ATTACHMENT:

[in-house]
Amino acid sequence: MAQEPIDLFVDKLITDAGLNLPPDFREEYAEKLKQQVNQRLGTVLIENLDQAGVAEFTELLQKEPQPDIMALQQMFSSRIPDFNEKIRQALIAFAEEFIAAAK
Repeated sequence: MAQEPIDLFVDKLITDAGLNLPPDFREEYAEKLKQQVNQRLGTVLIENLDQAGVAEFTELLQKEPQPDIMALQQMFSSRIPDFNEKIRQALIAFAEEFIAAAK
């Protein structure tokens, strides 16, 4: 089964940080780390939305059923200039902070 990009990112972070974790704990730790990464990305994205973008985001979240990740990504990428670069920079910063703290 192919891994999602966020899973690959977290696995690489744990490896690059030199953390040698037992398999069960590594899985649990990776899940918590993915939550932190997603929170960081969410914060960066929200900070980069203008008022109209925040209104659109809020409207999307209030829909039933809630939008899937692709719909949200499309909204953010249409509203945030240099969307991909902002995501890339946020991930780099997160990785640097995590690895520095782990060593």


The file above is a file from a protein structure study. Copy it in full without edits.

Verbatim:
[in-house]
Amino acid sequence: MAQEPIDLFVDKLITDAGLNLPPDFREEYAEKLKQQVNQRLGTVLIENLDQAGVAEFTELLQKEPQPDIMALQQMFSSRIPDFNEKIRQALIAFAEEFIAAAK
Repeated sequence: MAQEPIDLFVDKLITDAGLNLPPDFREEYAEKLKQQVNQRLGTVLIENLDQAGVAEFTELLQKEPQPDIMALQQMFSSRIPDFNEKIRQALIAFAEEFIAAAK
């Protein structure tokens, strides 16, 4: 089964940080780390939305059923200039902070 990009990112972070974790704990730790990464990305994205973008985001979240990740990504990428670069920079910063703290 192919891994999602966020899973690959977290696995690489744990490896690059030199953390040698037992398999069960590594899985649990990776899940918590993915939550932190997603929170960081969410914060960066929200900070980069203008008022109209925040209104659109809020409207999307209030829909039933809630939008899937692709719909949200499309909204953010249409509203945030240099969307991909902002995501890339946020991930780099997160990785640097995590690895520095782990060593």